I tried pink underpaintings with these four pieces.
I often see artists laying out pink/magenta underpainting on canvas. They often leave some pink/magenta edges in the following layers. It makes the painting very interesting because you can see through the warm and saturate underneath color. I am curious about this pink/magenta base color method. Since I have tried green underpainting for figurative/portrait pieces, I may also try pink/magenta underpainting as well.
Here are the pink underpaintings for these four pieces. At some point, I feel I was in a darkroom and working with negative films.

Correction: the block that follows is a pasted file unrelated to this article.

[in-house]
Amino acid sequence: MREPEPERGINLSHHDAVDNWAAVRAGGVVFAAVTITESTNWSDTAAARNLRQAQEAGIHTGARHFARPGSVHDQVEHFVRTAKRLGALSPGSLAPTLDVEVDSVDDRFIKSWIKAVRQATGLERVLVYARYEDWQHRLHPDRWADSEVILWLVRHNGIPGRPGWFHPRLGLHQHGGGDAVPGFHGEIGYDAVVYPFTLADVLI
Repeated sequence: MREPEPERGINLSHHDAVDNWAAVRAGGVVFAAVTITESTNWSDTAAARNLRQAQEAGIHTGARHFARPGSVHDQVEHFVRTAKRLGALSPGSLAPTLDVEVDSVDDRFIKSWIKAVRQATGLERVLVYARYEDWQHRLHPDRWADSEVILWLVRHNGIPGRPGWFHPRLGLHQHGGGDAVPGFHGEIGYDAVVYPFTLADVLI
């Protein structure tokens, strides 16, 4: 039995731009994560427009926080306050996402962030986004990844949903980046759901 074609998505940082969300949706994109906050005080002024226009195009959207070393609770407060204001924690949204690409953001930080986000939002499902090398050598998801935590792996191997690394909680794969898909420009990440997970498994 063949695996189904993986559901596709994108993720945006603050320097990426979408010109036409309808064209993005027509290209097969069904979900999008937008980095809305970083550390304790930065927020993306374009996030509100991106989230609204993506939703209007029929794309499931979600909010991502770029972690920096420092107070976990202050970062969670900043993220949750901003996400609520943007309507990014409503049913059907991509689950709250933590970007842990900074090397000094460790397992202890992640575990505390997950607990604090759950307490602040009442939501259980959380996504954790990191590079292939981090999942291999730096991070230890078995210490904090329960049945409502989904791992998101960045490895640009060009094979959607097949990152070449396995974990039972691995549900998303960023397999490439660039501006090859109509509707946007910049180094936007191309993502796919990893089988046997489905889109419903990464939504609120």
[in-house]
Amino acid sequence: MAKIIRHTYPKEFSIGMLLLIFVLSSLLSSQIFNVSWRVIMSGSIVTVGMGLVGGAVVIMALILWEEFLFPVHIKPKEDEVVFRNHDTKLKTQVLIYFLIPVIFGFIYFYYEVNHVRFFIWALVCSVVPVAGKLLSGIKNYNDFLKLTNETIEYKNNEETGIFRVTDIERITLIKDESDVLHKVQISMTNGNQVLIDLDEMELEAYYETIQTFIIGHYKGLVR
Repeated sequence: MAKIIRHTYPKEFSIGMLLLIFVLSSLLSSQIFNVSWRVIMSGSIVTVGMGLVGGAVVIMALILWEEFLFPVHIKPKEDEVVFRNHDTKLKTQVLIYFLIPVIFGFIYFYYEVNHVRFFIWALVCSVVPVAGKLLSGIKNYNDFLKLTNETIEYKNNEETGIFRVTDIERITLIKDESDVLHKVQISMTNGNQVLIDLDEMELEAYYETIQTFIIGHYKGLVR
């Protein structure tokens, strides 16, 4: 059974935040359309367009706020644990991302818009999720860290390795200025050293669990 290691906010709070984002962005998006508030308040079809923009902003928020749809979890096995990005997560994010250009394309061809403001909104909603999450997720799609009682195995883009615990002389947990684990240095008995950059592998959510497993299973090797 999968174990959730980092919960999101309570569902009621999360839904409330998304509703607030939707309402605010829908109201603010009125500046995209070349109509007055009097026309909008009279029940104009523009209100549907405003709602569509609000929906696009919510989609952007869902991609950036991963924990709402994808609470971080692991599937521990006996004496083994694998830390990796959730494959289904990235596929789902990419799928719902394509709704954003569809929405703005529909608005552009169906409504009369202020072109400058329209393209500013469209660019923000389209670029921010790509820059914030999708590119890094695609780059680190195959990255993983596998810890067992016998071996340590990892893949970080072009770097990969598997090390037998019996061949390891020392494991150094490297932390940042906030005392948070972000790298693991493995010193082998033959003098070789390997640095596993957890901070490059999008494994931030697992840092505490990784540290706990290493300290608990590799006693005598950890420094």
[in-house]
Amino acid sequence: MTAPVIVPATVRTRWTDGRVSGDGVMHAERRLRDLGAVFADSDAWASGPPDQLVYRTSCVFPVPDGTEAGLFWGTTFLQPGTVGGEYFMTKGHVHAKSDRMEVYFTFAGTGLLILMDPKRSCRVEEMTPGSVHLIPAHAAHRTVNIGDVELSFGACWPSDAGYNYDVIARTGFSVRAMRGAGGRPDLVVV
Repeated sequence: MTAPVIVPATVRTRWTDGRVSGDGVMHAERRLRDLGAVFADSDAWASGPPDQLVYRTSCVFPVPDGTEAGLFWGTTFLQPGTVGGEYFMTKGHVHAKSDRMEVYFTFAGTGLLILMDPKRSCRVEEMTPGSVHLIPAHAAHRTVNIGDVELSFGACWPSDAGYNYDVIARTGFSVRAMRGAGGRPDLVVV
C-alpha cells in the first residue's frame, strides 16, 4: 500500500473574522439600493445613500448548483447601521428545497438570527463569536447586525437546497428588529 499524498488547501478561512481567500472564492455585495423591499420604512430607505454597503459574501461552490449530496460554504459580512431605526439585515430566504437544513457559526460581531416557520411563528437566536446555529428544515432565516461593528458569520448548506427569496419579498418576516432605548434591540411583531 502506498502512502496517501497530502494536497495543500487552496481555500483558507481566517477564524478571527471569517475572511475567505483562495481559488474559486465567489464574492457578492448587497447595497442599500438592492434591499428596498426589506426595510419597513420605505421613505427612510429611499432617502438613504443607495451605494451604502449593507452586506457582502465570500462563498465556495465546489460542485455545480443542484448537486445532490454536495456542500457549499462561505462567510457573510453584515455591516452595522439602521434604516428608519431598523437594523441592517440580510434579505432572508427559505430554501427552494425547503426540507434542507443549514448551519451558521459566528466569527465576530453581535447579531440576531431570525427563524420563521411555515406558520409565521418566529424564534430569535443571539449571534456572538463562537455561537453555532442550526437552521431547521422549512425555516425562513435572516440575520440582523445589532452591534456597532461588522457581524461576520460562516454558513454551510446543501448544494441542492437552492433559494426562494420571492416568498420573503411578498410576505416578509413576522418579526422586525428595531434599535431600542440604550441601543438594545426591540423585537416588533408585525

First color layer
Well, although I wish I can leave some pink edges from the underpainting, I still cover the canvas completely with “normal” color. I guess I need to learn how to “leave a blank spot”.
In my point of view, pink/magenta base for landscape is essentially the same as green foundation for portraits. It makes easier to spot your work progress. When you are painting flesh tone portraits, you cannot miss a green spot on the face or body. Vice versa, when you are painting greenish landscape, you cannot miss a saturated pink spot on the trees or lakes. Even after I cover the underpainting entirely with different color, it shows up more vivid in the end than starting directly with natural color.
It is an option. 😀